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Peer Gynt
     

Peer Gynt

2.0 4
by Henrik Ibsen, David Rudkin (Translator)
 

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The epic story of Peer's quest for the meaning of life as he staggers from the fjords of Norway to the deserts of Africa and back.

Overview

The epic story of Peer's quest for the meaning of life as he staggers from the fjords of Norway to the deserts of Africa and back.

Product Details

ISBN-13:
9780413522504
Publisher:
Bloomsbury USA
Publication date:
09/28/1988
Pages:
53

Meet the Author

Henrik Ibsen was born of well-to-do parents at Skien, a small Norwegian coastal town, on March 20, 1828. In 1836 his father went bankrupt, and the family was reduced to near poverty. At the age of fifteen, he was apprenticed to an apothecary in Grimstad. In 1850 Ibsen ventured to Christiania—present-day Oslo—as a student, with the hope of becoming a doctor. On the strength of his first two plays he was appointed “theater-poet” to the new Bergen National Theater, where he wrote five conventional romantic and historical dramas and absorbed the elements of his craft. In 1857 he was called to the directorship of the financially unsound Christiania Norwegian Theater, which failed in 1862. In 1864, exhausted and enraged by the frustration of his efforts toward a national drama and theater, he quit Norway for what became twenty-seven years of voluntary exile abroad. In Italy he wrote the volcanic Brand (1866), which made his reputation and secured him a poet’s stipend from the government. Its companion piece, the phantasmagoric Peer Gynt, followed in 1867, then the immense double play, Emperor and Galilean (1873), expressing his philosophy of civilization. Meanwhile, having moved to Germany, Ibsen had been searching for a new style. With The Pillars of Society he found it; this became the first of twelve plays, appearing at two-year intervals, that confirmed his international standing as the foremost dramatist of his age. In 1900 Ibsen suffered the first of several strokes that incapacitated him. He died in Oslo on May 23, 1906.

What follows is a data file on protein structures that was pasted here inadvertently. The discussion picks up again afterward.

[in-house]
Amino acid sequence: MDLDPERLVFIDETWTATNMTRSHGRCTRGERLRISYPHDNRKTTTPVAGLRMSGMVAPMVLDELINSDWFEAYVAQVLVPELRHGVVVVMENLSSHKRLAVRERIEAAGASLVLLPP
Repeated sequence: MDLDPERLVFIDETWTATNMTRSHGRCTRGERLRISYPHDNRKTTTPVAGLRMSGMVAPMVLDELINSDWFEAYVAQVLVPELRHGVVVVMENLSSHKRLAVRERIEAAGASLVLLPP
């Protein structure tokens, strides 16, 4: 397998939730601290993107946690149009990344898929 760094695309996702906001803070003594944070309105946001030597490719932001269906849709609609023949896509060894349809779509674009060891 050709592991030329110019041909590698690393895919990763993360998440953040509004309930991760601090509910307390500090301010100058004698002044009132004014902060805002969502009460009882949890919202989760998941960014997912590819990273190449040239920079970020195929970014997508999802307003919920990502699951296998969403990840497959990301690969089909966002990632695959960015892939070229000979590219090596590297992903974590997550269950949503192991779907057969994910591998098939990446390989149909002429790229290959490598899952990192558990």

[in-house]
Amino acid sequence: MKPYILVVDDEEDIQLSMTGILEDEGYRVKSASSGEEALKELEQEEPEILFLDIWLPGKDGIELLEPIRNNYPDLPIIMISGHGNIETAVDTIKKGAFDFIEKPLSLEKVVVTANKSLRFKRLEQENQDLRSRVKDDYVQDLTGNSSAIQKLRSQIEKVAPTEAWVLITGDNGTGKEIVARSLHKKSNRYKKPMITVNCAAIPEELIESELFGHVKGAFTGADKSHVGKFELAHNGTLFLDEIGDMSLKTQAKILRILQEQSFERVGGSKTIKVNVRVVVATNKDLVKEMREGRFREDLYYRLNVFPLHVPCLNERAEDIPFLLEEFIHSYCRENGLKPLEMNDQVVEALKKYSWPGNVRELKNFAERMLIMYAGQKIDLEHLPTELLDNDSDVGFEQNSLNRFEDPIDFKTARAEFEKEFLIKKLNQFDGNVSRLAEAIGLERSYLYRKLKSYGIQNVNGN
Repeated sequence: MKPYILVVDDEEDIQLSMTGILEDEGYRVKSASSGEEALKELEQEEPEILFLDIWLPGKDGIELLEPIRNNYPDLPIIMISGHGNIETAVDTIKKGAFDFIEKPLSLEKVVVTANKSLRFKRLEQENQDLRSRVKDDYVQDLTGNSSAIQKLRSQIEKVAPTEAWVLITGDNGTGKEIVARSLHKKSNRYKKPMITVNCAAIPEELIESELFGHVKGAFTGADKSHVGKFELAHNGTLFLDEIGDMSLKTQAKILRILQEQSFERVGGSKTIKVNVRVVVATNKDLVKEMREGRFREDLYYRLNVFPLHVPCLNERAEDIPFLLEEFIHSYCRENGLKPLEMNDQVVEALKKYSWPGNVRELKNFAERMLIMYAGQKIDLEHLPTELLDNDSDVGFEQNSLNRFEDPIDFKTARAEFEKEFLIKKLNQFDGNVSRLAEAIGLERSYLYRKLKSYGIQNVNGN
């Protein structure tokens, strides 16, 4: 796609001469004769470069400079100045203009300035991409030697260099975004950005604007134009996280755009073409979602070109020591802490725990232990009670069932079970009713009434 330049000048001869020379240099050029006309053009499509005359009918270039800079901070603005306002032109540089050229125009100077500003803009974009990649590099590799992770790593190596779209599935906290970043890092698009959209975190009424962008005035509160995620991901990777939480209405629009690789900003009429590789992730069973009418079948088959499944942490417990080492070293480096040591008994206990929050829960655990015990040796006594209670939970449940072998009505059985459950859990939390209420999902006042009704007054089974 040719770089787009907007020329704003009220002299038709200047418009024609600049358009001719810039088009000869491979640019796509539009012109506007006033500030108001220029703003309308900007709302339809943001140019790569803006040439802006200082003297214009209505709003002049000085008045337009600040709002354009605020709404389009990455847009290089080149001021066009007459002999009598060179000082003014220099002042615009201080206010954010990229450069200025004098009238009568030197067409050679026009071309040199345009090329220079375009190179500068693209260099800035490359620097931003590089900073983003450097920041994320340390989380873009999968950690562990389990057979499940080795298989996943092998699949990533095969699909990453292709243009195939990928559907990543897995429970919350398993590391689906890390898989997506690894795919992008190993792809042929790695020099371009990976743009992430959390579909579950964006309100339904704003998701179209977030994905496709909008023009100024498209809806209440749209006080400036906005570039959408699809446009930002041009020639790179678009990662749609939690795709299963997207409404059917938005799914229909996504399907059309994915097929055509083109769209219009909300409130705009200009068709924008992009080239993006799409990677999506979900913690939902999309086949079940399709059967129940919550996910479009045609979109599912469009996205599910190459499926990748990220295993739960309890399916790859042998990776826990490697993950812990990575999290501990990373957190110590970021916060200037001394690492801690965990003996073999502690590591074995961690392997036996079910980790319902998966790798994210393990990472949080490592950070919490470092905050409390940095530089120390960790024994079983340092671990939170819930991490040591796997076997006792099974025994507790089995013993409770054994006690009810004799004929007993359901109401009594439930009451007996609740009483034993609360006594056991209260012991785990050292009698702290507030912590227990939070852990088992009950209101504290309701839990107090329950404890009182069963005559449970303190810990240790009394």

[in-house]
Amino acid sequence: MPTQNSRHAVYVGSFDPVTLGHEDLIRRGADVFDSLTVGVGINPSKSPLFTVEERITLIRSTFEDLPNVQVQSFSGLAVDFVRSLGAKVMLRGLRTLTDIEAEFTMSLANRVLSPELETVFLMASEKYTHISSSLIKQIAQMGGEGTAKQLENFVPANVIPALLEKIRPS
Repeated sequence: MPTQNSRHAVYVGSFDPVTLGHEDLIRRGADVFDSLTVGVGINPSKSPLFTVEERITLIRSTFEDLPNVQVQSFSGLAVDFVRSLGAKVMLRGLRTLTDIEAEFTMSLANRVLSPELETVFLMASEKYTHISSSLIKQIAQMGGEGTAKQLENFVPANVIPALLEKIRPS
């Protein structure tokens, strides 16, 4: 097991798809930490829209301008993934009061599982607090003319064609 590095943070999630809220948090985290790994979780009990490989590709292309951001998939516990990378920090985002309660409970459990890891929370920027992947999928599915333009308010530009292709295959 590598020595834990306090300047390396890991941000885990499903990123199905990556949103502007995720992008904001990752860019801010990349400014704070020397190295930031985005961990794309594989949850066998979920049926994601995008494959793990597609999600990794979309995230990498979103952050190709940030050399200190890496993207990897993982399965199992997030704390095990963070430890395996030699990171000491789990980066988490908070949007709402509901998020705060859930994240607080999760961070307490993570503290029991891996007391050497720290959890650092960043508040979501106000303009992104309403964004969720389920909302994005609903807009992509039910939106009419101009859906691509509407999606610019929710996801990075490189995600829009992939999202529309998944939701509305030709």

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Peer Gynt 2 out of 5 based on 0 ratings. 4 reviews.
peterungar More than 1 year ago
I do not speak Norwegian but I grew up in Hungary. The Hungarian poet Lajos Áprily made a translation of Peer Gynt which is itself great poetry. Reading it one experiences the pleasure readers of the original get. William and Charles Archer's English translation gives you the words and the linebreaks of the play. It gives no idea of the experience of reading or hearing the original. A poem is more than the sum of the meanings of its words. Lots of unnecessary new translations of classics are published in the US because professors can generate sales by assigning them in their classes. This conflict of interest should be eliminated by the rule that if a book by a faculty member is assigned, the royalty is to be refunded to the students of that college who have to buy the book. This should also help prevent bad translations crowding out good ones that may exist.
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